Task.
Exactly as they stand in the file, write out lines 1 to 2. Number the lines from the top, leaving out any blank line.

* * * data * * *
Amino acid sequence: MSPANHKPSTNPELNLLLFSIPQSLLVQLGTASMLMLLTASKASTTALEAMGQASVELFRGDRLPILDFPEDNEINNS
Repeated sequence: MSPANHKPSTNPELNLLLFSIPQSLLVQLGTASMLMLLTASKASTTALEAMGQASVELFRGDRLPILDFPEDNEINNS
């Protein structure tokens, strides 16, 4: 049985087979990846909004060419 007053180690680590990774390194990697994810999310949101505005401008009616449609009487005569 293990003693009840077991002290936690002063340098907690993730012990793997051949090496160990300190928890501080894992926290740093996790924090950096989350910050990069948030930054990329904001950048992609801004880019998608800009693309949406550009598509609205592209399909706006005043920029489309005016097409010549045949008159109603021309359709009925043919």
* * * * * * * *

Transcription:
Amino acid sequence: MSPANHKPSTNPELNLLLFSIPQSLLVQLGTASMLMLLTASKASTTALEAMGQASVELFRGDRLPILDFPEDNEINNS
Repeated sequence: MSPANHKPSTNPELNLLLFSIPQSLLVQLGTASMLMLLTASKASTTALEAMGQASVELFRGDRLPILDFPEDNEINNS